Storytellers have long utilised the symbolism of dreams, which apply equally when we’re awake.
Around the world, we all have a similar visceral reaction to forests, the colour red, skulls… In fiction these universal symbols indeed say something deeper about our collective anxieties and fixations. Same goes for waves.
Waves can emulate the turbulence of human emotion, from extreme happiness to dark lows.
Waves also symbolise adventure.
What is the universal symbol of climate change? I can tell you already. It’s waves. I listened to an interview with an Australian climate change scientist who has recently decided to open up about her climate crisis anxiety. Other climate change scientists have thanked her for her honesty. Sounds like they’re all having these dreams. Dreams about massive waves crashing onto shore. In some dreams this particular scientist is sucked in by the wave; in others she’s trying to run away.
This imagery is echoed in a British cartoon that came through my feed last month: three waves in increasing order of magnitude, the smallest labeled ‘Pandemic’, the next labeled ‘Brexit’, the biggest labeled ‘Climate Change’.
If you haven’t joined us already, when you start having nightmares about waves, then you’ll know you’re viscerally feeling our climate crisis.
THE GENTLE, LOLLING WAVE
In contrast to the terrifying, subsume everything, tsunami-esque wave we have the gentle wave which creates a rolling motion, sending us off to sleep.
For a picture book version of this sort of wave, see “The Wreck of the Zephyr” by Chris Van Allsburg. Despite “wreck” in the title, this is a gentle, dreamy book.
Below: Alexander Pushkin’s Tale of Tsar Saltan illustrated by Ivan Bilibin
The Biblical scene of the parting of the sea is almost a story which suggests the taming of the wave: the ultimate in supernatural prowess. The illustration below could also be of two tsunamis, but no, the waves are (presumably) static.
The tsunami has swept everything away—including Kenta’s most prized possession, his soccer ball. When tragedy strikes Kenta’s small village in Japan, he does all he can to hang on to the things that matter to him most. But amidst the chaos of an emergency evacuation brought on by the tsunami, Kenta and his family must quickly leave their home, taking with them only the barest necessities. Climbing to safer ground, Kenta watches helplessly as his prized soccer ball goes bouncing down a hill and gets swept away by the waves, never to be seen again… that is until it washes up on a beach on the other side of the world, into the hands of a child who takes it upon himself to return the ball to its rightful owner. In this evocative picture book, Ruth Ohi’s glowing art transports the reader to Japan with gentle images that offer reassurance amidst the background of an environmental catastrophe. Inspired by true stories of personal items being washed ashore thousands of miles away after the tsunami of 2011, Kenta and the Big Wave is about the strength of the human spirit and the power of Mother Nature. Including an afterword explaining tsunamis to young readers.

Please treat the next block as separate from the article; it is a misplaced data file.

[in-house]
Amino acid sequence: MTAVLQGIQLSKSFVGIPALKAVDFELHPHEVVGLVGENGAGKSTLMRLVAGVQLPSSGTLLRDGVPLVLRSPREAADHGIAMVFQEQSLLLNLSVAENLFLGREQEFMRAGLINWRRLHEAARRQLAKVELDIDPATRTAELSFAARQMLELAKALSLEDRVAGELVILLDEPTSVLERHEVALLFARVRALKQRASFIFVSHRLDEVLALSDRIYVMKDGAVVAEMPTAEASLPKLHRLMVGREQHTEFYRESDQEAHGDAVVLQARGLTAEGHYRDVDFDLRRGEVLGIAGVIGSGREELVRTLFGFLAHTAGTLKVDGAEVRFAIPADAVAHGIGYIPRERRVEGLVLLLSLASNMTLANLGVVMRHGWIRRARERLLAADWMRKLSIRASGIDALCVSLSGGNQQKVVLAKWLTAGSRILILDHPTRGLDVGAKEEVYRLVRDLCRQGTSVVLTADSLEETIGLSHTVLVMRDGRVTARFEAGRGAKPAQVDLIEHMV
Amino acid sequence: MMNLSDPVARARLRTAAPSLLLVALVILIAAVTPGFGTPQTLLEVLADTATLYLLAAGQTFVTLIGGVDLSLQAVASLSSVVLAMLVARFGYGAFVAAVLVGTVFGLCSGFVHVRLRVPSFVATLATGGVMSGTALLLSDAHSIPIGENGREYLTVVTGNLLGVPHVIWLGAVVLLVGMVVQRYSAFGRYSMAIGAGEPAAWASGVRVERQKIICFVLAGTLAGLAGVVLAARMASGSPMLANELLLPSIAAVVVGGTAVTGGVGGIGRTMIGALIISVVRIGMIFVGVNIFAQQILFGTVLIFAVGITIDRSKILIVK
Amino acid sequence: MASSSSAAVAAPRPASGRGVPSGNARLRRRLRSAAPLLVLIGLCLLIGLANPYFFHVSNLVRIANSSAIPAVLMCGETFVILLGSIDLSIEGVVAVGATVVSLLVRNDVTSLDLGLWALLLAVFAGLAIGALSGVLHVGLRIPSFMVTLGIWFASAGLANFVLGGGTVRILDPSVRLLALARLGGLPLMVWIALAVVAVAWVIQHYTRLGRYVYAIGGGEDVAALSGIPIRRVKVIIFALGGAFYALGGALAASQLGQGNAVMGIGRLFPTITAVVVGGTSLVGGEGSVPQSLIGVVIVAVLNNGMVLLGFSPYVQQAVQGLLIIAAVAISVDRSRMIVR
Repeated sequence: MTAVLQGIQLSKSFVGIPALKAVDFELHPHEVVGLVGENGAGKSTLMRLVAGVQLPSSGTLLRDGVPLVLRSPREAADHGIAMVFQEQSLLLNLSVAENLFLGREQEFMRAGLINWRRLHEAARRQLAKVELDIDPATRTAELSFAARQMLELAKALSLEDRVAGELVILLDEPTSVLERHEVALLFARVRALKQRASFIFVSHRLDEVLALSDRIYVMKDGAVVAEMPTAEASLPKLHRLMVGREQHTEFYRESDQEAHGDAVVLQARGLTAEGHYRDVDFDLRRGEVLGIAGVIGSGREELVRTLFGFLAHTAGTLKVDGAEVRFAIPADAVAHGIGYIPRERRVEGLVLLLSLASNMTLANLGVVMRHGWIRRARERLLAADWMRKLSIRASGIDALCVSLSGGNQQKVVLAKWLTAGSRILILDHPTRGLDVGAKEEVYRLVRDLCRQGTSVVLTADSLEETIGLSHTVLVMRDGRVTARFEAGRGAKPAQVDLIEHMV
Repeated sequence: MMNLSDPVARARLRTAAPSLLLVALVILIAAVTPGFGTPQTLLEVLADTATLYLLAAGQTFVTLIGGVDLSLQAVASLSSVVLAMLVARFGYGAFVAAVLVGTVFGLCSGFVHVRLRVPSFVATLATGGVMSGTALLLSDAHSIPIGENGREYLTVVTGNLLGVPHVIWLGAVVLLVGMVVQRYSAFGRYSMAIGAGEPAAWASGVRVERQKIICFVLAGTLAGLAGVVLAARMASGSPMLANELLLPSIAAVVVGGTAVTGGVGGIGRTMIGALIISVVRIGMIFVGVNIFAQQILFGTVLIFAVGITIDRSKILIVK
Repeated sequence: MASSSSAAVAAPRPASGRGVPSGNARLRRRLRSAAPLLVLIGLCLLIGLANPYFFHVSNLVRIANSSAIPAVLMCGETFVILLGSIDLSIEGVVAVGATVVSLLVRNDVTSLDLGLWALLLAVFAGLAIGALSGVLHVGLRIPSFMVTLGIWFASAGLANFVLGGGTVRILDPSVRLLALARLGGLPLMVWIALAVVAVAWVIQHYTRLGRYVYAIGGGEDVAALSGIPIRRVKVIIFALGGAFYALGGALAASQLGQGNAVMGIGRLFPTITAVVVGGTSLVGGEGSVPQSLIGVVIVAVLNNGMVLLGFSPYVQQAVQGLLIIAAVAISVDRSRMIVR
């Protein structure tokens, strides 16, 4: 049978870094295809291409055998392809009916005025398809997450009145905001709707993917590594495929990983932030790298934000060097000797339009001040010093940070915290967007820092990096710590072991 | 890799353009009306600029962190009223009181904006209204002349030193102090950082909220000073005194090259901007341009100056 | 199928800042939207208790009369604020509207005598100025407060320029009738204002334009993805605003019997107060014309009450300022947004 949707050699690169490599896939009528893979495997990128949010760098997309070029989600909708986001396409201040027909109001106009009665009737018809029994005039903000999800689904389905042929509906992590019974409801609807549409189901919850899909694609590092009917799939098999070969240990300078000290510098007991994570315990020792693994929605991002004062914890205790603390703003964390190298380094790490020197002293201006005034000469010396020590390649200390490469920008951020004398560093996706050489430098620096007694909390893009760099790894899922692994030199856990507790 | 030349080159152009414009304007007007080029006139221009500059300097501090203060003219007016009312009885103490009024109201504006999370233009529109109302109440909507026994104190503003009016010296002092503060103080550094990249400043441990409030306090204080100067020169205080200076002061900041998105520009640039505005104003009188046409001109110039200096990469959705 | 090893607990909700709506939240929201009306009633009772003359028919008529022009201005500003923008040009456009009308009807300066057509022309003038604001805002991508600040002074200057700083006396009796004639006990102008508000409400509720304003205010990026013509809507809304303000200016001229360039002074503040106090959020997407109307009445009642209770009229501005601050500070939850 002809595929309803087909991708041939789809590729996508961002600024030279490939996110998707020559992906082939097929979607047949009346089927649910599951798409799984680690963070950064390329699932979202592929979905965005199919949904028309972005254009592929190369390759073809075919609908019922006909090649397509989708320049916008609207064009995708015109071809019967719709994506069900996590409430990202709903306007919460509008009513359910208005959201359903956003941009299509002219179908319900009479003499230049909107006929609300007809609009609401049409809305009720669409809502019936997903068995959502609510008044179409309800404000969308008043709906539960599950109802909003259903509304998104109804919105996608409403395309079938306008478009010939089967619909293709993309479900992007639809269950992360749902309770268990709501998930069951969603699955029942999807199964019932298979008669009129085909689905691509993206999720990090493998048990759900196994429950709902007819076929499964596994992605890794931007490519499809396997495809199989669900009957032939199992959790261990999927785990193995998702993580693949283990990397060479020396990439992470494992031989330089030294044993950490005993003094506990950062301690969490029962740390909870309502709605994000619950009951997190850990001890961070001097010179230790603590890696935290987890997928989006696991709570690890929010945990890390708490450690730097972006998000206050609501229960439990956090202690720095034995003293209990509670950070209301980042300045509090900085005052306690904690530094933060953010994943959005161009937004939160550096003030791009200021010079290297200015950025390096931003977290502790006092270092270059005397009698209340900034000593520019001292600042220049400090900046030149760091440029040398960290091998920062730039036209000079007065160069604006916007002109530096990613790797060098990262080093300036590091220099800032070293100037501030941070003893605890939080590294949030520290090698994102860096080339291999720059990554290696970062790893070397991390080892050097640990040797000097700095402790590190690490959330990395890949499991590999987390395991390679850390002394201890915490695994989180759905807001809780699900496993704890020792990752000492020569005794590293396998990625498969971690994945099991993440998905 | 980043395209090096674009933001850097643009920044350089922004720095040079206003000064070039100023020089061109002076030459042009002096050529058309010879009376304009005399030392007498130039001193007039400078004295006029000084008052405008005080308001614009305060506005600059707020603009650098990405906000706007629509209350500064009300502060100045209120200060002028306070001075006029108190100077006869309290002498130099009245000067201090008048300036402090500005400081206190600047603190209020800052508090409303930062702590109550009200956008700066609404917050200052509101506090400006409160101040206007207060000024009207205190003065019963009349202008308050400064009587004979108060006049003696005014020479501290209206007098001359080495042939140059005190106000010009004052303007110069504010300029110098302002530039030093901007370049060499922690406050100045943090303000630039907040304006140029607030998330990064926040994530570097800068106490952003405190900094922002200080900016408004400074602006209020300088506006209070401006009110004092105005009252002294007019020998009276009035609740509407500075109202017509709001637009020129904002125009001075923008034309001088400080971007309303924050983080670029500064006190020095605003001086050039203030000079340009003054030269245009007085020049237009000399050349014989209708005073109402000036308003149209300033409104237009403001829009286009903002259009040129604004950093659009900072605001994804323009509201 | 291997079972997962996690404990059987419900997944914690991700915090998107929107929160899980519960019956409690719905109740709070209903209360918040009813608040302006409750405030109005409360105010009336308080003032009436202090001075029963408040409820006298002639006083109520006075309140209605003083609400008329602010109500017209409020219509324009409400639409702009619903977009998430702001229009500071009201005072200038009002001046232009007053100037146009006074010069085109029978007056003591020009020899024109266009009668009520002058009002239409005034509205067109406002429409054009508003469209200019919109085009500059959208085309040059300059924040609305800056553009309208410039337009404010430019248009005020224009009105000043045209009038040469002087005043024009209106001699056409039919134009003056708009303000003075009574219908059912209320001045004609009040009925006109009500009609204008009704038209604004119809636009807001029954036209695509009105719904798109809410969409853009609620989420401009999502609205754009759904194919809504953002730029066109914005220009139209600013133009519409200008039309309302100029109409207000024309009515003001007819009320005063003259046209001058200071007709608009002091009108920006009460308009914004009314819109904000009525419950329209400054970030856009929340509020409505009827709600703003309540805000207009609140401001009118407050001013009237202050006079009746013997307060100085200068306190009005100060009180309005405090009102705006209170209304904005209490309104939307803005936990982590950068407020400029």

I could write an entire piece on White’s decision to turn crashing waves into the visual leitmotif of the season (series?); here is nature at its most violent yet also its most beautiful. There’s a forcefulness that feels weighted yet also ethereal. One that speaks to an inevitability; waves will crash and crash and crash…you can’t escape from them, can only learn to avoid them, or ride them, or maybe just get washed over by them. Oh, that’s before you begin to see how he’s often used them as stand-ins for orgiastic pleasures…. See? So many meanings! So little time to unpack them all!Season Two of The White Lotus recap from AV Club
Header illustration: 1917, illustrator unknown to me